A detailed citation allows you to locate a reference quickly and accurately for verification.
Question any information gathered by other researchers or downloaded material from the
Internet.Be sure the information has been documented and that every source has been properly
Respect all rules and policies posted by libraries and court houses. Many times you will be using
delicate, rare, one -of -a -kind research materials which cannot be replaced.
Share your information and help fellow researchers. We are learning and working together.
Try to locate any existing church records, they may establish dates of births, baptisms,
marriages, and deaths.
Unexpected discoveries in your ancestry should not discourage you. Horse thieves and other
unsavory characters may show up in your family tree, but do not be embarrassed or
discouraged. Each and every family is unique and interesting. Just think how well you turned
out despite some of your ancestors!
Veteran's pension records provide information about soldiers and their spouses. Service records,
or at least, lists of soldiers , which exist for all wars in which our county has participated, are
also invaluable tools for the family researcher.
Whenever possible, use primary sources to verify exact dates of birth, death, and marriages.
Xerox or photocopy relevant documents, such as courthouse records and other primary sources.
It is much better to have the complete text of these documents in your files to refer to as you
continue your research.
Your family may not have remained in one location all their lives. Tracing their whereabouts
through church census property transfers or other resources will often help you to accurately
chart their migration.
Zero in on wills and estate records as a source for names of children, siblings spouses in-laws,
and other persons who were part of your ancestor's life. They are a primary source and very
often confirm the relationships you may not be able to prove with other documents.
Copyright 2004 -2013 Victoria Leonelli
HOW TO SELF-PUBLISH A BOOK
By Victoria Dutko Leonelli © 2007
I. Begin Here if You Intend to Self-Publish
A. Select a topic of subject
B. Design the cover and select the colors
C. Begin writing the first draft; select photographs, images and illustrations
D. Lay out the pages in the book
E Decide on the number of pages in the book
F. Set a deadline for completion
G. Research and cite sources
1. Compile both an index as well as a bibliography
II. You Are on Your Way……
A. Select a printing company (You may print your own books if you have the technical skills,
program and equipment necessary to do so.)
1. Choose a company that is experienced in publishing, printing and marketing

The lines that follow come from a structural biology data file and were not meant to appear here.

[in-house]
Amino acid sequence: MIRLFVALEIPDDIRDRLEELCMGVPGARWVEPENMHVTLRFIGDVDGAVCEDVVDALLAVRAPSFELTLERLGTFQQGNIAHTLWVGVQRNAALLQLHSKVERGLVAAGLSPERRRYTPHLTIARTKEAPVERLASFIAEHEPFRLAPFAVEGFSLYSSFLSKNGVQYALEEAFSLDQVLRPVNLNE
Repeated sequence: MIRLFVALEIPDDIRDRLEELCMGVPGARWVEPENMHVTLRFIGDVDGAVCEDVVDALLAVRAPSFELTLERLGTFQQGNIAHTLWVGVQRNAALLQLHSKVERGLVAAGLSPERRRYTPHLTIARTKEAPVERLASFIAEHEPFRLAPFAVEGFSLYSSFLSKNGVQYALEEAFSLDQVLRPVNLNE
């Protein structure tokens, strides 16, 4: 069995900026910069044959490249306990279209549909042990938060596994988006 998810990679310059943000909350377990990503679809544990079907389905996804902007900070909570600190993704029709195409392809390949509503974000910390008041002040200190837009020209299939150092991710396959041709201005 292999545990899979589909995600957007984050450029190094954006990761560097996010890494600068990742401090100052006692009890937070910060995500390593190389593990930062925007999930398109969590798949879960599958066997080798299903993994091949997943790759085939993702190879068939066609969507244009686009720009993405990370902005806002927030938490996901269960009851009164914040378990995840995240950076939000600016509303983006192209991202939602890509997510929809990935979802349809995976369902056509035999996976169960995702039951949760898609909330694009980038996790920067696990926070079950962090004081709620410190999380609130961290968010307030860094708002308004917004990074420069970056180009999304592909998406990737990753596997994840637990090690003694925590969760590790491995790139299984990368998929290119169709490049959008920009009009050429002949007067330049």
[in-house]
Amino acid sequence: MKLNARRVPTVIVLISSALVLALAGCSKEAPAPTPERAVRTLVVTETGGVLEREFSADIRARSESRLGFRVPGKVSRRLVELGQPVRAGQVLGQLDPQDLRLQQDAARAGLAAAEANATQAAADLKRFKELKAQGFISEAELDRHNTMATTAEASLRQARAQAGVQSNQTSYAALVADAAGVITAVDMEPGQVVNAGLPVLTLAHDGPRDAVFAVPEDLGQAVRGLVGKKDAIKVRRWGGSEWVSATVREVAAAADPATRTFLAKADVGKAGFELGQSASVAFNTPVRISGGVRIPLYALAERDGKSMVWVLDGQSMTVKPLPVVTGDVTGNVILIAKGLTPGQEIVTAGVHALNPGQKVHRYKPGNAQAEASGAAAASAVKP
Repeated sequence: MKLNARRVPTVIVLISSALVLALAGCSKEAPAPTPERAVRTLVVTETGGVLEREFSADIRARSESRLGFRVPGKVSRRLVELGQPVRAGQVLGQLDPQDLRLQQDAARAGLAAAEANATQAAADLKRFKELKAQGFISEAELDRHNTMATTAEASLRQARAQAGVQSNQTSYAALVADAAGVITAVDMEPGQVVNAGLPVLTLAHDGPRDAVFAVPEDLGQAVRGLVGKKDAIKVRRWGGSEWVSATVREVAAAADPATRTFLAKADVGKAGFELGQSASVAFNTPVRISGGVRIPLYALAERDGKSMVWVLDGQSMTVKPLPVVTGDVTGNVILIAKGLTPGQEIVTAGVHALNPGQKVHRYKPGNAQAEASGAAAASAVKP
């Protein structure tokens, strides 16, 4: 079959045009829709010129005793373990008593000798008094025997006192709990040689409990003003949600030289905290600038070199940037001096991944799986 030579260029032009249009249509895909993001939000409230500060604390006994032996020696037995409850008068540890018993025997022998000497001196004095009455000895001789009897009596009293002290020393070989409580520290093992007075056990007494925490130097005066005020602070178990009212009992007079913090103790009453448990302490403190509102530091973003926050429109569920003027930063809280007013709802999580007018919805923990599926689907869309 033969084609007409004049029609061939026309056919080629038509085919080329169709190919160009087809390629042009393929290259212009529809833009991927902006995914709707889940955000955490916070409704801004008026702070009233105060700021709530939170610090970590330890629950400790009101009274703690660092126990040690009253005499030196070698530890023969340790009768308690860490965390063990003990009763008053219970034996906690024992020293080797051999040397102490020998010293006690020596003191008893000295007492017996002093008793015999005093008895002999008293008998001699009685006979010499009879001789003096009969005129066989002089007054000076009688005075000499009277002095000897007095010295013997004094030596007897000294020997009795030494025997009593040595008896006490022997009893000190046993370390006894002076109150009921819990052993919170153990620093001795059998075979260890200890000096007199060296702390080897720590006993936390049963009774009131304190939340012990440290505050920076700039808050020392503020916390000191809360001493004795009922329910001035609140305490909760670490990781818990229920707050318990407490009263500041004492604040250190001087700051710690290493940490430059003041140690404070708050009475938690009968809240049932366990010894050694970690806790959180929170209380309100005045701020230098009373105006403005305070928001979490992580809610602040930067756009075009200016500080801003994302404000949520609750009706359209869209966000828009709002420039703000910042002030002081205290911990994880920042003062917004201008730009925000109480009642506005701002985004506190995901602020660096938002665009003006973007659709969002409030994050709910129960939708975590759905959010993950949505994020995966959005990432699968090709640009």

2. Select a company that will offer a competitive price for the project and one that is accessible via email and/or telephone has a good
3. Select a company that does not “farm out” the production
B. Choose the font as well as the size of the font and the binding of the book; follow the specifications of the printing company (they will offer
1. The company may request that the book be placed in PDF format
C. Decide on the number of books you would like to have printed
D. Assign an ISBN number, Library of congress number, barcode and copyright to the book. You may go online to learn more about these
E. Decide on the price of the book
III. Marketing and Placing the Finishing Touches on the Book
A. Acknowledge anyone who has offered assistance
B. Welcome the advice of others before the book goes to print
C. Revise, edit and proofread again!
D. Decide if you would like to have the book placed in major bookstores; locate a reputable distributor. The distributor will require a
(substantial) percentage of each book sold – This is required.
E. Market the book
1. Print flyers, postcards and brochures
a. Publicity is essential – contact your local newspapers
b. Be willing to promote your book by speaking to individuals and organizations who may share a similar interest
There are many steps to self-publishing and the author is responsible for every aspect of this process, including funding the entire production from start to
Why not go to the Uniontown Public Library’s
Pennsylvania Room and delve into your
ancestor’s past, or search through old
newspapers on micro-film and travel back into
Fayette County’s past? Enjoy an afternoon by
going through those 1950s, 60s or 70s
newspapers. You may be surprised what you
may learn from this experience. Re-visit Fayette
County’s past by using this tremendous
resource. Leave behind your cares and put a
smile on your face by remembrances of the old
days, those long gone places, and familiar
friendly faces. As you search through the old
newspapers, you’ll begin to remember the cost
of a pair of shoes, the price of an automobile,
or even the cost of your first “high tech” stereo
system. You may locate something about an
ancestor and add a piece to the puzzle that’s
been missing concerning your family’s
genealogical past. You may see a class
photograph, an old sporting event, or movies
that were being shown at the local drive-in or
downtown theater. ~ Vicki Leonelli ~